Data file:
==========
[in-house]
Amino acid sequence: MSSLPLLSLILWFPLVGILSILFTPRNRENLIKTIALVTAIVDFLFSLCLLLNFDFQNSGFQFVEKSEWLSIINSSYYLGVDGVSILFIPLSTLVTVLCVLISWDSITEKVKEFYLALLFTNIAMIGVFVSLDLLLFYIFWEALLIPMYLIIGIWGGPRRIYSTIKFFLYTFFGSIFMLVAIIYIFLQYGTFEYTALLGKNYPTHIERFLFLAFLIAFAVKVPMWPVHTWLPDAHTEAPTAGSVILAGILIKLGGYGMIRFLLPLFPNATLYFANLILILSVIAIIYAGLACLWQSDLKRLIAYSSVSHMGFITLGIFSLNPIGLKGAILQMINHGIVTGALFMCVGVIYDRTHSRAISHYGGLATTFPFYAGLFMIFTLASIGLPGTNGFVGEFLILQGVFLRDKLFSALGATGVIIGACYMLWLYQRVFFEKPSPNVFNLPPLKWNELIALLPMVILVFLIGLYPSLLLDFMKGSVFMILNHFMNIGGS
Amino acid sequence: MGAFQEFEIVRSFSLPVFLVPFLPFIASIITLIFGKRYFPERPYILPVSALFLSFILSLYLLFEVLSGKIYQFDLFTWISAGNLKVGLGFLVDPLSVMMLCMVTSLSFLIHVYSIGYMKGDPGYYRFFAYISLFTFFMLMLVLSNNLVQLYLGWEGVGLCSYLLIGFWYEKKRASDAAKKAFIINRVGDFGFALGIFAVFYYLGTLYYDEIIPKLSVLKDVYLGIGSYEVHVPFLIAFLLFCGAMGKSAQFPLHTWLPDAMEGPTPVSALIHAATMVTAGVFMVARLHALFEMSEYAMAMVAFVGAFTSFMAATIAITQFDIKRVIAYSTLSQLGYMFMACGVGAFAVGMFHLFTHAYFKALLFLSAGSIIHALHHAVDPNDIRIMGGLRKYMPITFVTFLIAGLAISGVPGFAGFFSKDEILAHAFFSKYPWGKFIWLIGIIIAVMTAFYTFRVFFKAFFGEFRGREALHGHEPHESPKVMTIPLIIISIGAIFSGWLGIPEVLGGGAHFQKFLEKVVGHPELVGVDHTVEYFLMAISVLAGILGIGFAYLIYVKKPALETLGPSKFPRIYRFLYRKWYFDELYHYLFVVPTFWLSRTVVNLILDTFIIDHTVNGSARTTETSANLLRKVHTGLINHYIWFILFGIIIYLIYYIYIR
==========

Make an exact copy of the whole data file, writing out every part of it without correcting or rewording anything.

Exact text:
[in-house]
Amino acid sequence: MSSLPLLSLILWFPLVGILSILFTPRNRENLIKTIALVTAIVDFLFSLCLLLNFDFQNSGFQFVEKSEWLSIINSSYYLGVDGVSILFIPLSTLVTVLCVLISWDSITEKVKEFYLALLFTNIAMIGVFVSLDLLLFYIFWEALLIPMYLIIGIWGGPRRIYSTIKFFLYTFFGSIFMLVAIIYIFLQYGTFEYTALLGKNYPTHIERFLFLAFLIAFAVKVPMWPVHTWLPDAHTEAPTAGSVILAGILIKLGGYGMIRFLLPLFPNATLYFANLILILSVIAIIYAGLACLWQSDLKRLIAYSSVSHMGFITLGIFSLNPIGLKGAILQMINHGIVTGALFMCVGVIYDRTHSRAISHYGGLATTFPFYAGLFMIFTLASIGLPGTNGFVGEFLILQGVFLRDKLFSALGATGVIIGACYMLWLYQRVFFEKPSPNVFNLPPLKWNELIALLPMVILVFLIGLYPSLLLDFMKGSVFMILNHFMNIGGS
Amino acid sequence: MGAFQEFEIVRSFSLPVFLVPFLPFIASIITLIFGKRYFPERPYILPVSALFLSFILSLYLLFEVLSGKIYQFDLFTWISAGNLKVGLGFLVDPLSVMMLCMVTSLSFLIHVYSIGYMKGDPGYYRFFAYISLFTFFMLMLVLSNNLVQLYLGWEGVGLCSYLLIGFWYEKKRASDAAKKAFIINRVGDFGFALGIFAVFYYLGTLYYDEIIPKLSVLKDVYLGIGSYEVHVPFLIAFLLFCGAMGKSAQFPLHTWLPDAMEGPTPVSALIHAATMVTAGVFMVARLHALFEMSEYAMAMVAFVGAFTSFMAATIAITQFDIKRVIAYSTLSQLGYMFMACGVGAFAVGMFHLFTHAYFKALLFLSAGSIIHALHHAVDPNDIRIMGGLRKYMPITFVTFLIAGLAISGVPGFAGFFSKDEILAHAFFSKYPWGKFIWLIGIIIAVMTAFYTFRVFFKAFFGEFRGREALHGHEPHESPKVMTIPLIIISIGAIFSGWLGIPEVLGGGAHFQKFLEKVVGHPELVGVDHTVEYFLMAISVLAGILGIGFAYLIYVKKPALETLGPSKFPRIYRFLYRKWYFDELYHYLFVVPTFWLSRTVVNLILDTFIIDHTVNGSARTTETSANLLRKVHTGLINHYIWFILFGIIIYLIYYIYIR